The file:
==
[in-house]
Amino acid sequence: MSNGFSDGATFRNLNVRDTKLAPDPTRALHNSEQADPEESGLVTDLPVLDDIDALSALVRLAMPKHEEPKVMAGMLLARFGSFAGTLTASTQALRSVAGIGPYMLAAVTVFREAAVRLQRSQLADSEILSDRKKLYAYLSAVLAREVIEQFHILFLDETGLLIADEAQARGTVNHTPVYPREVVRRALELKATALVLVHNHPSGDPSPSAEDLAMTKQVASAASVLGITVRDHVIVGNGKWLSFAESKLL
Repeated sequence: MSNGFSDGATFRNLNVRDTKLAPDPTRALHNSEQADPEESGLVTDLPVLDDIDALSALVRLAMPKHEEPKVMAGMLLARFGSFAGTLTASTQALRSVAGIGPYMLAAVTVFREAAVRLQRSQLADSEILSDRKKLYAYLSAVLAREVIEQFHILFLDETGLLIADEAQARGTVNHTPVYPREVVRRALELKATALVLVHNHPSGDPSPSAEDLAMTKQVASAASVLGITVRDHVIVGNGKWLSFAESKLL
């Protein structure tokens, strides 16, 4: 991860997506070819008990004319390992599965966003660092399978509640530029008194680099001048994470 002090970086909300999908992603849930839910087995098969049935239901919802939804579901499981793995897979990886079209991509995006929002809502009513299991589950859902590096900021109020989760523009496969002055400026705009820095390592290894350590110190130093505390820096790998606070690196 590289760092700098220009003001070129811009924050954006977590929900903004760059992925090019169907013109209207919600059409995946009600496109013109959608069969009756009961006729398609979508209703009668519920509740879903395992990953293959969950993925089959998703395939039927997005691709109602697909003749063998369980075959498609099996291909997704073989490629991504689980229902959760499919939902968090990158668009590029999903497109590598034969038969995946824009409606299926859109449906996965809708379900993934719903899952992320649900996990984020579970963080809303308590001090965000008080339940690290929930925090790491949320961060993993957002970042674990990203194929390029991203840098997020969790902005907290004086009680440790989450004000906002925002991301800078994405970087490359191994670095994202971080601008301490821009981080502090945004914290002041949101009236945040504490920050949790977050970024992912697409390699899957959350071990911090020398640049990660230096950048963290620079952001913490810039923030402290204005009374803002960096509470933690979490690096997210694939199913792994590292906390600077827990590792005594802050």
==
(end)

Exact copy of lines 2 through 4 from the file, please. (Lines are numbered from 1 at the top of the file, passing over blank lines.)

Amino acid sequence: MSNGFSDGATFRNLNVRDTKLAPDPTRALHNSEQADPEESGLVTDLPVLDDIDALSALVRLAMPKHEEPKVMAGMLLARFGSFAGTLTASTQALRSVAGIGPYMLAAVTVFREAAVRLQRSQLADSEILSDRKKLYAYLSAVLAREVIEQFHILFLDETGLLIADEAQARGTVNHTPVYPREVVRRALELKATALVLVHNHPSGDPSPSAEDLAMTKQVASAASVLGITVRDHVIVGNGKWLSFAESKLL
Repeated sequence: MSNGFSDGATFRNLNVRDTKLAPDPTRALHNSEQADPEESGLVTDLPVLDDIDALSALVRLAMPKHEEPKVMAGMLLARFGSFAGTLTASTQALRSVAGIGPYMLAAVTVFREAAVRLQRSQLADSEILSDRKKLYAYLSAVLAREVIEQFHILFLDETGLLIADEAQARGTVNHTPVYPREVVRRALELKATALVLVHNHPSGDPSPSAEDLAMTKQVASAASVLGITVRDHVIVGNGKWLSFAESKLL
């Protein structure tokens, strides 16, 4: 991860997506070819008990004319390992599965966003660092399978509640530029008194680099001048994470 002090970086909300999908992603849930839910087995098969049935239901919802939804579901499981793995897979990886079209991509995006929002809502009513299991589950859902590096900021109020989760523009496969002055400026705009820095390592290894350590110190130093505390820096790998606070690196 590289760092700098220009003001070129811009924050954006977590929900903004760059992925090019169907013109209207919600059409995946009600496109013109959608069969009756009961006729398609979508209703009668519920509740879903395992990953293959969950993925089959998703395939039927997005691709109602697909003749063998369980075959498609099996291909997704073989490629991504689980229902959760499919939902968090990158668009590029999903497109590598034969038969995946824009409606299926859109449906996965809708379900993934719903899952992320649900996990984020579970963080809303308590001090965000008080339940690290929930925090790491949320961060993993957002970042674990990203194929390029991203840098997020969790902005907290004086009680440790989450004000906002925002991301800078994405970087490359191994670095994202971080601008301490821009981080502090945004914290002041949101009236945040504490920050949790977050970024992912697409390699899957959350071990911090020398640049990660230096950048963290620079952001913490810039923030402290204005009374803002960096509470933690979490690096997210694939199913792994590292906390600077827990590792005594802050």